More Bushwhacking in Iraq
Carlton M. Caves
2007 September 10

This is supposed to be the big week as far as our future in Iraq is concerned, what with the reports to the Congress by General David Petraeus and Ambassador Ryan Crocker and a planned address to the nation by the Decider himself.

Not that there has been any suspense. Bush put Petraeus and Crocker in their present positions because, in addition to their estimable qualities, they could be relied on not to stray from his approach and to flack for him when needed, and flack away they did today.

It has been clear for some time that the Decider isn't going to change anything. He put it this way in remarks in Hawaii last Saturday, on his way home from a round-the-world trip that took him to a fortified American base in Iraq and then to the APEC summit in Sydney:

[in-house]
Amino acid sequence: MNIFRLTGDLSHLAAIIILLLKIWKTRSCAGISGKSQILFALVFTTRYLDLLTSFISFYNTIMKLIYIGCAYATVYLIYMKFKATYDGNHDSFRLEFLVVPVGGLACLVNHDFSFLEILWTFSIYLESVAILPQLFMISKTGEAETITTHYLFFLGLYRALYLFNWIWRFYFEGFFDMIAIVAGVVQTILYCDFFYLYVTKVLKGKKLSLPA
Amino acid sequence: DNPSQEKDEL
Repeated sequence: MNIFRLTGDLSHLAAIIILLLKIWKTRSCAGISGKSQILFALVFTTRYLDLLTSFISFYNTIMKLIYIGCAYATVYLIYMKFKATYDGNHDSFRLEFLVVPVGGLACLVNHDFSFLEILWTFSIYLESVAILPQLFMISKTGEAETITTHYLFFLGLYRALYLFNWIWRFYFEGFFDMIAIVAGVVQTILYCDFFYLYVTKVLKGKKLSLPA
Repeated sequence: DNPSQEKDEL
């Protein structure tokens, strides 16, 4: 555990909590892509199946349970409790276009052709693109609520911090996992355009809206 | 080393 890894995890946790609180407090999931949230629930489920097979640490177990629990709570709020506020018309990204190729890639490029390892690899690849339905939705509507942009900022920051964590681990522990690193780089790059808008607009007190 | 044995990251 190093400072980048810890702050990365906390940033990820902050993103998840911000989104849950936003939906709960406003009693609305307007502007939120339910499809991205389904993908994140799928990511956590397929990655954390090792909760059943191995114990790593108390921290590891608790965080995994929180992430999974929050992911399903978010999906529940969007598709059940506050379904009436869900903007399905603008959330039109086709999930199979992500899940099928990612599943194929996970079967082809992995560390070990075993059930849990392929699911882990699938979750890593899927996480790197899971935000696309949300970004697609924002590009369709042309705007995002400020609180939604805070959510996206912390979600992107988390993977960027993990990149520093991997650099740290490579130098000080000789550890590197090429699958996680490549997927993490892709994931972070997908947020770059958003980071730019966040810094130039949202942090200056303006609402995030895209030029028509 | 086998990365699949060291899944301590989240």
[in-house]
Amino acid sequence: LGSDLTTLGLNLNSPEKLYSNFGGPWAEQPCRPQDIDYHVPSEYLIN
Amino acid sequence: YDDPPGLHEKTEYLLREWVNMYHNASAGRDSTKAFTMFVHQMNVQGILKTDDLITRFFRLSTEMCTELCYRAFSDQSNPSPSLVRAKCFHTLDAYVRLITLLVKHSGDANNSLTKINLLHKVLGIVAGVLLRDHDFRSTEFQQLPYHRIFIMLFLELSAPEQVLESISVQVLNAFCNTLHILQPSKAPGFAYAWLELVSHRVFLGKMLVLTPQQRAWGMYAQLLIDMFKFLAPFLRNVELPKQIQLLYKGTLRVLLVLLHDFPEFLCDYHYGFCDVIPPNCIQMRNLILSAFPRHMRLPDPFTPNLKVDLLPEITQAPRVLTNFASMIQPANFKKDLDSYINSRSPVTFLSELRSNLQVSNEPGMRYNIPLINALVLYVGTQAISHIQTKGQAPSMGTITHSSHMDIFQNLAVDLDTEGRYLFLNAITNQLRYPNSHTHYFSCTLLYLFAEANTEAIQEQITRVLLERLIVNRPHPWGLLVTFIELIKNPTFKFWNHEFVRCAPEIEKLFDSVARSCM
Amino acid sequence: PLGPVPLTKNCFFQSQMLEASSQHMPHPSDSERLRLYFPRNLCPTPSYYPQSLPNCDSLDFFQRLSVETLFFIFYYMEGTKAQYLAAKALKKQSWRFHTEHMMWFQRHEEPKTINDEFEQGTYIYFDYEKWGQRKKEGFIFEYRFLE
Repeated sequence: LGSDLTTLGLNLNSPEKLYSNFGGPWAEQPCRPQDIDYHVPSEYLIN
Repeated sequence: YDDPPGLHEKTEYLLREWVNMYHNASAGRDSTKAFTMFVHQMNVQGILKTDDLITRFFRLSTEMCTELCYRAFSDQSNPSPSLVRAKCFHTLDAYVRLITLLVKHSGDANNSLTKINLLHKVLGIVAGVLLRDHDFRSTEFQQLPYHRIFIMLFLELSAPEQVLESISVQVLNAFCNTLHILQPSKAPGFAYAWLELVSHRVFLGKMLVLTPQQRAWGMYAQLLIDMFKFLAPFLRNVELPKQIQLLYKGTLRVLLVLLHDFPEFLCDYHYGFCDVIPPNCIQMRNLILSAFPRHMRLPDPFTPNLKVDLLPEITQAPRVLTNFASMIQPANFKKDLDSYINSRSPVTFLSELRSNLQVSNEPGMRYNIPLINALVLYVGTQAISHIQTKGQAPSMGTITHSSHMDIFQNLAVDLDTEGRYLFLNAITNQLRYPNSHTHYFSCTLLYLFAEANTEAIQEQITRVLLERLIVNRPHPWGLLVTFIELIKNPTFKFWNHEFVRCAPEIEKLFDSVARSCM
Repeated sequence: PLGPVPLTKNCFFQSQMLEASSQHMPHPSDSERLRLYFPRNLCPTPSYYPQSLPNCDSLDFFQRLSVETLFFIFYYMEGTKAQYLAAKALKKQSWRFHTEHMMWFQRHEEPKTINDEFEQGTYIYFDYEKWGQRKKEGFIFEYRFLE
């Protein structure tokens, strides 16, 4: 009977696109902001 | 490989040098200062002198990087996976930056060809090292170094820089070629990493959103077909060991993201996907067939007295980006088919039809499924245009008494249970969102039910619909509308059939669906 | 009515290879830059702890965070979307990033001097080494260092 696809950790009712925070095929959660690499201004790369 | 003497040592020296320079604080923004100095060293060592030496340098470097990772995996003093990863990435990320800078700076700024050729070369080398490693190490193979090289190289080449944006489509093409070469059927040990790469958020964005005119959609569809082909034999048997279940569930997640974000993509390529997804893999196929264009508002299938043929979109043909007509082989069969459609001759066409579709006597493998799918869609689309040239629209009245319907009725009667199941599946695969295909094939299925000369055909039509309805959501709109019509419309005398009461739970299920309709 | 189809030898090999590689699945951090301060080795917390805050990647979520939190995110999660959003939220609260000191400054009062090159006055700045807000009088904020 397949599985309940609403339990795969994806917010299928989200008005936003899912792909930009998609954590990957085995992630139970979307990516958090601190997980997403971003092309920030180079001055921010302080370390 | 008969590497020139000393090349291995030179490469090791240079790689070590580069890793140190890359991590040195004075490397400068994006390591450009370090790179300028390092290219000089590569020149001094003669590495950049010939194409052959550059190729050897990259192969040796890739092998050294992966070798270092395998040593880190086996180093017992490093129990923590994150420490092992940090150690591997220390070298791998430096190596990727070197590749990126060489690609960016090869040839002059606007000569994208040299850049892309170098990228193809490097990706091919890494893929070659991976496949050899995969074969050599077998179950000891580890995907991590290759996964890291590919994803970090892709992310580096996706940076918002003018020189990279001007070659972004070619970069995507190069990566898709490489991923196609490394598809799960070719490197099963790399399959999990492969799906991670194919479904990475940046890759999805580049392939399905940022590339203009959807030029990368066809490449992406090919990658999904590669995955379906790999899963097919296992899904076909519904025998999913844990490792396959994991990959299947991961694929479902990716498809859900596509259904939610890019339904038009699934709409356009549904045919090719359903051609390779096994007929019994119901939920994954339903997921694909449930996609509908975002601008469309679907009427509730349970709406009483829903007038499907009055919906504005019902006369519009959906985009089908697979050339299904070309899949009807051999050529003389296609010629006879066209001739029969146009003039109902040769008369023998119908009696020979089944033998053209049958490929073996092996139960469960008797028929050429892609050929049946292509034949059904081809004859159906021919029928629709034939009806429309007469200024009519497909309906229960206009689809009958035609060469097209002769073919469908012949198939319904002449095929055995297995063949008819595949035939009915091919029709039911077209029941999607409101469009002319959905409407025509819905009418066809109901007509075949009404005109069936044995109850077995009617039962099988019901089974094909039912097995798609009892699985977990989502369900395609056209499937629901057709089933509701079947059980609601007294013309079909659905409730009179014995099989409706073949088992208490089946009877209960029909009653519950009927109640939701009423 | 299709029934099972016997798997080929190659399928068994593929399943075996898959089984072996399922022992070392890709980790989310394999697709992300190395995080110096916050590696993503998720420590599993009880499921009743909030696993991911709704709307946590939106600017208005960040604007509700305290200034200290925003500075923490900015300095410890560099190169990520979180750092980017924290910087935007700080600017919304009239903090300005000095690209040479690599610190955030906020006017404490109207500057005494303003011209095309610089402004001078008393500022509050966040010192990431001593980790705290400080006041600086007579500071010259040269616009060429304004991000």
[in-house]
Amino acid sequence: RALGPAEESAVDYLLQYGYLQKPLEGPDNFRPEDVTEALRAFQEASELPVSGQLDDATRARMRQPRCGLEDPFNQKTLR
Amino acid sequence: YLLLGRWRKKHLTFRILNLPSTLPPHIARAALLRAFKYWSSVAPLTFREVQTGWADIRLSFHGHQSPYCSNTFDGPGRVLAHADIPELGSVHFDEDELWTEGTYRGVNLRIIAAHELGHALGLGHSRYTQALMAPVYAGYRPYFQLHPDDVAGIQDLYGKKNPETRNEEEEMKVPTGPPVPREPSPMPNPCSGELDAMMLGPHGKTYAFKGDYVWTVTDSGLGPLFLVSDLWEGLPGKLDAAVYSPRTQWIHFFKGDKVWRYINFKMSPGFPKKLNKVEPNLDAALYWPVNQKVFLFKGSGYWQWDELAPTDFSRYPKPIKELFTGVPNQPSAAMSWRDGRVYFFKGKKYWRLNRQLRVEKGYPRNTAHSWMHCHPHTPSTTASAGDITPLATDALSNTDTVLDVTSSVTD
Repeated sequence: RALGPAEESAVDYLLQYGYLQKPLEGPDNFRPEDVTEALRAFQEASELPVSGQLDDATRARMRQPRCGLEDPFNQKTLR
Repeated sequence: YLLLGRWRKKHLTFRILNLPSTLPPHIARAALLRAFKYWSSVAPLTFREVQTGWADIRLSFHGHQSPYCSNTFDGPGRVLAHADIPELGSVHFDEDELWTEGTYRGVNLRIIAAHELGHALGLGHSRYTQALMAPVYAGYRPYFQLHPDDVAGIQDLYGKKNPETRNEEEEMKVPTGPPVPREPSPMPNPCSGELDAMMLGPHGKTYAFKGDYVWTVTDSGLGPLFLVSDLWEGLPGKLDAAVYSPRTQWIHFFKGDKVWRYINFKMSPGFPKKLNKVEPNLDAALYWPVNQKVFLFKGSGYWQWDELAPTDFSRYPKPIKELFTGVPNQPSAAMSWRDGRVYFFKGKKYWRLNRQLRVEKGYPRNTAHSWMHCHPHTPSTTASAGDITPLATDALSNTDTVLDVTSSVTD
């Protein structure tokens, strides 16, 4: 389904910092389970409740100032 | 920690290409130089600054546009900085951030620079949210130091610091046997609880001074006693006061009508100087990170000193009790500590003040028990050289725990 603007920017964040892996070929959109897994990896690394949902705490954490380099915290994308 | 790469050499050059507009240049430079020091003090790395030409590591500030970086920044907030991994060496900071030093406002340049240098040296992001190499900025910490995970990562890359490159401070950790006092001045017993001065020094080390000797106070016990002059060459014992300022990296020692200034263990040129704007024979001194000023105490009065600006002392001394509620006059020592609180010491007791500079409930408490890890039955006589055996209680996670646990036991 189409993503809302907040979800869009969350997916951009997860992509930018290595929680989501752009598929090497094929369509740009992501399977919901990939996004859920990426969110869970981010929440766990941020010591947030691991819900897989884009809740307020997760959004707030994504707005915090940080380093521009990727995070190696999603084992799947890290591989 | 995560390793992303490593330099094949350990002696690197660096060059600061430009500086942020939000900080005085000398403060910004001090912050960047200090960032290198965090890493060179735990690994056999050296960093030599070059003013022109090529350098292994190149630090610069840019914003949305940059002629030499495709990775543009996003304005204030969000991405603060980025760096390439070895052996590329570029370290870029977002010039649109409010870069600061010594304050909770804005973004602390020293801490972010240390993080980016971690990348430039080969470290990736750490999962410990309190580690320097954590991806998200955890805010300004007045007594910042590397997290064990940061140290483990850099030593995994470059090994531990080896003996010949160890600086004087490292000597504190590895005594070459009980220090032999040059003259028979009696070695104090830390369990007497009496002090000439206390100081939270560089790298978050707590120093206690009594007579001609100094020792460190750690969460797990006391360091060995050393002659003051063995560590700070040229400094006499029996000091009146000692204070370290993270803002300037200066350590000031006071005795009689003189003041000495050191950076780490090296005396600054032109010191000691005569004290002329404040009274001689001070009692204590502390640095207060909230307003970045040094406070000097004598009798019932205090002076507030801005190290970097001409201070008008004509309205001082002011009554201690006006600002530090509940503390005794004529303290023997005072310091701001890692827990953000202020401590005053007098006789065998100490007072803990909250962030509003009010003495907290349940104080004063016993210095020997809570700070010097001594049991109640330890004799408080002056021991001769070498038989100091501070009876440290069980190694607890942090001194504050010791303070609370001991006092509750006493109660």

I came back from Iraq encouraged by what I saw. No question there's still hard work to do, but my resolve is as strong as it's ever been. I believe we're doing the right thing there for the security of the country and for the peace of the world. General David Petraeus will be reporting to the Congress along with Ambassador Crocker on Monday and Tuesday. I will then talk about a way forward after their report. I ask the members of Congress to sit back and listen to what we all have to say before they reach the conclusions that they're going to reach. But one thing is for certain: Now is the time to do the hard work in order to make sure that we can have a peaceful world, now is the time to deny radicals and extremists a safe haven, and now is the time to advance democracy in the heart of the Middle East. I believe that's the calling of our time, and I believe we'll succeed. And I know it's necessary that we do.

So there you have it: listen to Petraeus, Crocker, and Bush, and fall into line, but whether or not you do, forget about any real changes. The Decider doesn't change his mind.